It is important to note that some earlier versions of non-originator biologics – known as ‘copy biologics’ (or ‘biogenerics’ in Iran) – were licensed in MENA countries before the introduction of formal regulatory guidance requiring rigorous comparability testing (equivalent or close to the international standards). Copy biologics and biosimilars should be differentiated from a regulatory perspective, however, unfortunately local reports and statistics do not always reflect this differentiation.

Biosimilars legislation in some countries within the MENA region


Regulatory agency

Biosimilar regulation

Approved biosimilars*
(February 2015)


Egyptian Drug Authority

No. Draft guidance issued December 2012.10 Go now!



Iranian National Regulatory Authority

No.11,12 Go now!

None – copy biologics only (known locally as ‘biogenerics’)


Jordan Food and Drug Administration 

Yes, issued in 2015. Based on EMA guidance.9 Go now!


Saudi Arabia

Saudi Food and Drug Authority

Final guidance issued December 2010.13 Go now!

Information pending

*Products approved before the date of the national regulatory guidance may not have undergone full comparability/biosimilarity testing and are considered ‘copy biologics’ rather than biosimilars

Learn more about Regulatory Requirements >>

Biosimilar approvals in the Middle East and North Africa   +

Jordan approved its first biosimilar product in 2009 and is reviewing several others. Information on approved biosimilars within other MENA countries and their potential financial impact is awaited.

Future of biosimilars in the Middle East and North Africa   +

Interest in biosimilar research in the MENA region continues to grow, with the clinical trials of biosimilar products underway in some countries, most notably Jordan. Analysts predict a future upsurge in interest in biosimilars across the MENA nations.14

References   +

1. The World Bank, 4 September 2013. In the Middle East and North Africa, health challenges are becoming similar to those in Western countries. Accessed 26 March 2015.
2. International Diabetes Federation. IDF Diabetes Atlas 6th edition. 2013. Accessed 16 March 2015.
3. Haddadin RD. Concept of biosimilar products in Jordan. Biologicals (2011) 39:333–335.
4. Kasteng F, Wilking N & Jönsson B. Patient access to cancer drugs in nine countries in the Middle East. Accessed 16 March 2015.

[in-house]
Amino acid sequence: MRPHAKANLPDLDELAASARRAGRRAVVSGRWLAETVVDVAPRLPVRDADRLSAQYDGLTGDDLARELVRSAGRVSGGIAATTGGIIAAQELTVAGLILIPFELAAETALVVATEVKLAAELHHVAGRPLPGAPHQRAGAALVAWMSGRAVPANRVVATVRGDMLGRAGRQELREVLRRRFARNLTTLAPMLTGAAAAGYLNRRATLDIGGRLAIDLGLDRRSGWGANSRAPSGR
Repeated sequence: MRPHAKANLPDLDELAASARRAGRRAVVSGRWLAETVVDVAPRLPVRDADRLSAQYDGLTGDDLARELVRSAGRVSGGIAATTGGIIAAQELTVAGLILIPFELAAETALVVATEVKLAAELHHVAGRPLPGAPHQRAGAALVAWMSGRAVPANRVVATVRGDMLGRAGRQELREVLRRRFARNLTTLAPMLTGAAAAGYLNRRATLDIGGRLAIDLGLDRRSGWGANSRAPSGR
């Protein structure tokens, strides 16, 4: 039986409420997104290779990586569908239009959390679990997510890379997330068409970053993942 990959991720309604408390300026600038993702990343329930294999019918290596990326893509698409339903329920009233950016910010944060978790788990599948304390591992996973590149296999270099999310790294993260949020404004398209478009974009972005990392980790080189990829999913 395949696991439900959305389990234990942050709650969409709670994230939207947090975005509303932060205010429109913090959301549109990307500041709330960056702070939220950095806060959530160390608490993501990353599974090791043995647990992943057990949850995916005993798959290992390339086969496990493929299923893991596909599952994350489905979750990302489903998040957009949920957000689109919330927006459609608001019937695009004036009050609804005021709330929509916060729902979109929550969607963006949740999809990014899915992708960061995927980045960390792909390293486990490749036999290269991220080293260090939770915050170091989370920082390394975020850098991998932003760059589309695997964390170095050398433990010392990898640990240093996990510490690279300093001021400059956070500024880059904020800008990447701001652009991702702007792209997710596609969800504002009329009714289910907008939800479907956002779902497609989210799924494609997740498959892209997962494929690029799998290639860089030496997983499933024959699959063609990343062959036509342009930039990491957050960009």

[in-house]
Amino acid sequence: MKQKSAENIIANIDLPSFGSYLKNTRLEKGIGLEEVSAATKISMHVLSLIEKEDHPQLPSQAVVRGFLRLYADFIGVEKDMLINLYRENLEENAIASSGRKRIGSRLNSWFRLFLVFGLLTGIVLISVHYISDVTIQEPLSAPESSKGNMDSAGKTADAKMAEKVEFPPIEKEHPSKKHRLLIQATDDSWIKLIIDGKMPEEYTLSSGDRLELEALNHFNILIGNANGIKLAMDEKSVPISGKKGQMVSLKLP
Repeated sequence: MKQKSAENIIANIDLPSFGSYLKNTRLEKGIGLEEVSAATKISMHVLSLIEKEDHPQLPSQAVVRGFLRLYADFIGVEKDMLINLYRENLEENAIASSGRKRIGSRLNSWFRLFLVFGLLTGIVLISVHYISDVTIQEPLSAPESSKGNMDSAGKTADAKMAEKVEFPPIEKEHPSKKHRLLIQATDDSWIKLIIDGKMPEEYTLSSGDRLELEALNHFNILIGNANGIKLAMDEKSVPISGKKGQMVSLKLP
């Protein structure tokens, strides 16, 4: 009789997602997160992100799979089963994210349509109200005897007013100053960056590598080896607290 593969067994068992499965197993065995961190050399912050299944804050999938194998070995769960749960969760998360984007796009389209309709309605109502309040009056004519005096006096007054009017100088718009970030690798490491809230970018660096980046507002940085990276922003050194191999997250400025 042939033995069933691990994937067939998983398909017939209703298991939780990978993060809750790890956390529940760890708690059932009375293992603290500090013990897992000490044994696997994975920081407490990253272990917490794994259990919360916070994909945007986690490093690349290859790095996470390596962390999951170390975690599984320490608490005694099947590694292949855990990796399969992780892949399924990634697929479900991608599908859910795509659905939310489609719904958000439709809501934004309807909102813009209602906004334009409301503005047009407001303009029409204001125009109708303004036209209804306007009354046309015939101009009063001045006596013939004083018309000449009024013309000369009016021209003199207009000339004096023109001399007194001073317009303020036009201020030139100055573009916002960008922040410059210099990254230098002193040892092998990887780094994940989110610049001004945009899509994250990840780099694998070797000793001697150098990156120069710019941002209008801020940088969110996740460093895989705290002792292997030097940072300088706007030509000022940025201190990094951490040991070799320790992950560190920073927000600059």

5. Zorkany BE, Alwahshi HA, Hammoudeh M et al. Suboptimal management of rheumatoid arthritis in the Middle East and Africa: could the EULAR recommendations be the start of a solution? Clin Rheumatol (2013) 32:151–159.
6. Hammoudeh M. Rheumatoid arthritis management: Views from around the world. Establishment of registries and guidelines in the Africa Middle East region. Presentation at American College of Rheumatology 2013. Accessed 21 April 2015.
7. Lutf A, Poil AR & Hammoudeh M. Characteristics of patients with rheumatoid arthritis in Qatar: a cross-sectional study. Int J Rheum Dis (2014) 17:63–65.
8. Cheraghali AM. Biosimilars; a unique opportunity for Iran national health sector and national pharmaceutical industry. Daru (2012) 20:35.
9. BRIC Wall, 5 October 2015. Jordan FDA issues a guideline for the registration of biosimilars. Accessed 2 November 2015.
10. Generics and Biosimilars Initiative Online, 1 March 2013. Egypt issues draft guidelines for biosimilars. Accessed 1 April 2015.
11. Generics and Biosimilars Initiative Online, 11 January 2013. Significance of locally produced biosimilars in Iran. Accessed 12 February 2015.
12. Generics and Biosimilars Initiative Online, 3 February 2012. Production of 24 biogeneric products in Iran by 2012. Accessed 12 February 2015.
13. Saudi Food and Drug Authority. Guidelines on biosimilars. Version 1.1, 12 December 2010. Accessed 16 March 2015.
14. Informa Life Sciences’ 3rd Annual. Biosimilars and biotech in Turkey and MENA. Accessed 16 March 2015.